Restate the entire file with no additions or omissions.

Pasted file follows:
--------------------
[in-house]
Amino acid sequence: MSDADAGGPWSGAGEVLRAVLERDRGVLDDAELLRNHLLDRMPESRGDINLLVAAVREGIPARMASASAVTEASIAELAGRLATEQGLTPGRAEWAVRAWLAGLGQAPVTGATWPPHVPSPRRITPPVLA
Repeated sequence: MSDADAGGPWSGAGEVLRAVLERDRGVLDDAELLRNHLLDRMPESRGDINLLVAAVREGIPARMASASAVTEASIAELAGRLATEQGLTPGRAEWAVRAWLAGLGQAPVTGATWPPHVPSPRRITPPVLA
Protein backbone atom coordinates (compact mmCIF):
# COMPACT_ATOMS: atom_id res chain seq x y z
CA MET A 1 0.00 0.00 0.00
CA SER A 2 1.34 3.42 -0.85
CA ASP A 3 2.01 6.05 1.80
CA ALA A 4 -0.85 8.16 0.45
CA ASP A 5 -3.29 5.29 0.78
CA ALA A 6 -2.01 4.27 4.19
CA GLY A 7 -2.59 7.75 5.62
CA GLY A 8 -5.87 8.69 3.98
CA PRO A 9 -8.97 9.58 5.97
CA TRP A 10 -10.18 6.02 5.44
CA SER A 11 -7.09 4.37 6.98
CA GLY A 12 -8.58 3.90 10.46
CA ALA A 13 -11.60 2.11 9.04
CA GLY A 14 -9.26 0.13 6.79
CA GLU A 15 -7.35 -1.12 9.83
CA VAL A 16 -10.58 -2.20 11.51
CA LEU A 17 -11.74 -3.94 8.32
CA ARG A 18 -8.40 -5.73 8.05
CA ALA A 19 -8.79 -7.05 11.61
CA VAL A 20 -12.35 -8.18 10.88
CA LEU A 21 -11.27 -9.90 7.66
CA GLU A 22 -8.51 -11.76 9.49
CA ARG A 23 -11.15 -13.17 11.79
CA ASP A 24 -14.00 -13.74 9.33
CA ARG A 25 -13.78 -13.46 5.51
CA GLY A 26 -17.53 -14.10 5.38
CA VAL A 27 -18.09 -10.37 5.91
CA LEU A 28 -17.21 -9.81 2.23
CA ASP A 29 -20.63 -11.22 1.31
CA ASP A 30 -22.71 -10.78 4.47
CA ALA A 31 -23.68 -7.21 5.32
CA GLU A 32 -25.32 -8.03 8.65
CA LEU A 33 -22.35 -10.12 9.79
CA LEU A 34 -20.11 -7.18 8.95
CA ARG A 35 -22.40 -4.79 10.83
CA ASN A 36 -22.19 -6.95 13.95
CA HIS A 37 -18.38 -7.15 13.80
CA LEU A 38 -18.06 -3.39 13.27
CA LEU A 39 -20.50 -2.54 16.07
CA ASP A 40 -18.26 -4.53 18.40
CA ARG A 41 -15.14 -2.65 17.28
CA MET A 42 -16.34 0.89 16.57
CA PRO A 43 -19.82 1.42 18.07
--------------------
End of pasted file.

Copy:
[in-house]
Amino acid sequence: MSDADAGGPWSGAGEVLRAVLERDRGVLDDAELLRNHLLDRMPESRGDINLLVAAVREGIPARMASASAVTEASIAELAGRLATEQGLTPGRAEWAVRAWLAGLGQAPVTGATWPPHVPSPRRITPPVLA
Repeated sequence: MSDADAGGPWSGAGEVLRAVLERDRGVLDDAELLRNHLLDRMPESRGDINLLVAAVREGIPARMASASAVTEASIAELAGRLATEQGLTPGRAEWAVRAWLAGLGQAPVTGATWPPHVPSPRRITPPVLA
Protein backbone atom coordinates (compact mmCIF):
# COMPACT_ATOMS: atom_id res chain seq x y z
CA MET A 1 0.00 0.00 0.00
CA SER A 2 1.34 3.42 -0.85
CA ASP A 3 2.01 6.05 1.80
CA ALA A 4 -0.85 8.16 0.45
CA ASP A 5 -3.29 5.29 0.78
CA ALA A 6 -2.01 4.27 4.19
CA GLY A 7 -2.59 7.75 5.62
CA GLY A 8 -5.87 8.69 3.98
CA PRO A 9 -8.97 9.58 5.97
CA TRP A 10 -10.18 6.02 5.44
CA SER A 11 -7.09 4.37 6.98
CA GLY A 12 -8.58 3.90 10.46
CA ALA A 13 -11.60 2.11 9.04
CA GLY A 14 -9.26 0.13 6.79
CA GLU A 15 -7.35 -1.12 9.83
CA VAL A 16 -10.58 -2.20 11.51
CA LEU A 17 -11.74 -3.94 8.32
CA ARG A 18 -8.40 -5.73 8.05
CA ALA A 19 -8.79 -7.05 11.61
CA VAL A 20 -12.35 -8.18 10.88
CA LEU A 21 -11.27 -9.90 7.66
CA GLU A 22 -8.51 -11.76 9.49
CA ARG A 23 -11.15 -13.17 11.79
CA ASP A 24 -14.00 -13.74 9.33
CA ARG A 25 -13.78 -13.46 5.51
CA GLY A 26 -17.53 -14.10 5.38
CA VAL A 27 -18.09 -10.37 5.91
CA LEU A 28 -17.21 -9.81 2.23
CA ASP A 29 -20.63 -11.22 1.31
CA ASP A 30 -22.71 -10.78 4.47
CA ALA A 31 -23.68 -7.21 5.32
CA GLU A 32 -25.32 -8.03 8.65
CA LEU A 33 -22.35 -10.12 9.79
CA LEU A 34 -20.11 -7.18 8.95
CA ARG A 35 -22.40 -4.79 10.83
CA ASN A 36 -22.19 -6.95 13.95
CA HIS A 37 -18.38 -7.15 13.80
CA LEU A 38 -18.06 -3.39 13.27
CA LEU A 39 -20.50 -2.54 16.07
CA ASP A 40 -18.26 -4.53 18.40
CA ARG A 41 -15.14 -2.65 17.28
CA MET A 42 -16.34 0.89 16.57
CA PRO A 43 -19.82 1.42 18.07